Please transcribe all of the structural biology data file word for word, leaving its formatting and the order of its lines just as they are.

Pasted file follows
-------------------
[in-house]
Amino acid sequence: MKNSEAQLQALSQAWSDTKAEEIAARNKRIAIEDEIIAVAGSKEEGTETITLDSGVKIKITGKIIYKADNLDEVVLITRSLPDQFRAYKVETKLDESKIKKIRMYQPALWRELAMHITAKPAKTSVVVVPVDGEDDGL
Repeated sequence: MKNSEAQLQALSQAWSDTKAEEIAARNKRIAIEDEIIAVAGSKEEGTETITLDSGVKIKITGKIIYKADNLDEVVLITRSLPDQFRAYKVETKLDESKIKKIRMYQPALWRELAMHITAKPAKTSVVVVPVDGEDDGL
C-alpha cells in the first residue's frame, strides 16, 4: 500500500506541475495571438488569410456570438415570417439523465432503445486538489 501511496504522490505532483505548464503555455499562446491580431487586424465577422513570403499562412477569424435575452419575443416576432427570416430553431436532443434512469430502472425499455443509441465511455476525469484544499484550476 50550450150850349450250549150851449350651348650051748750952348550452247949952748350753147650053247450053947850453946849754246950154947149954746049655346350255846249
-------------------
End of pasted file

[in-house]
Amino acid sequence: MKNSEAQLQALSQAWSDTKAEEIAARNKRIAIEDEIIAVAGSKEEGTETITLDSGVKIKITGKIIYKADNLDEVVLITRSLPDQFRAYKVETKLDESKIKKIRMYQPALWRELAMHITAKPAKTSVVVVPVDGEDDGL
Repeated sequence: MKNSEAQLQALSQAWSDTKAEEIAARNKRIAIEDEIIAVAGSKEEGTETITLDSGVKIKITGKIIYKADNLDEVVLITRSLPDQFRAYKVETKLDESKIKKIRMYQPALWRELAMHITAKPAKTSVVVVPVDGEDDGL
C-alpha cells in the first residue's frame, strides 16, 4: 500500500506541475495571438488569410456570438415570417439523465432503445486538489 501511496504522490505532483505548464503555455499562446491580431487586424465577422513570403499562412477569424435575452419575443416576432427570416430553431436532443434512469430502472425499455443509441465511455476525469484544499484550476 50550450150850349450250549150851449350651348650051748750952348550452247949952748350753147650053247450053947850453946849754246950154947149954746049655346350255846249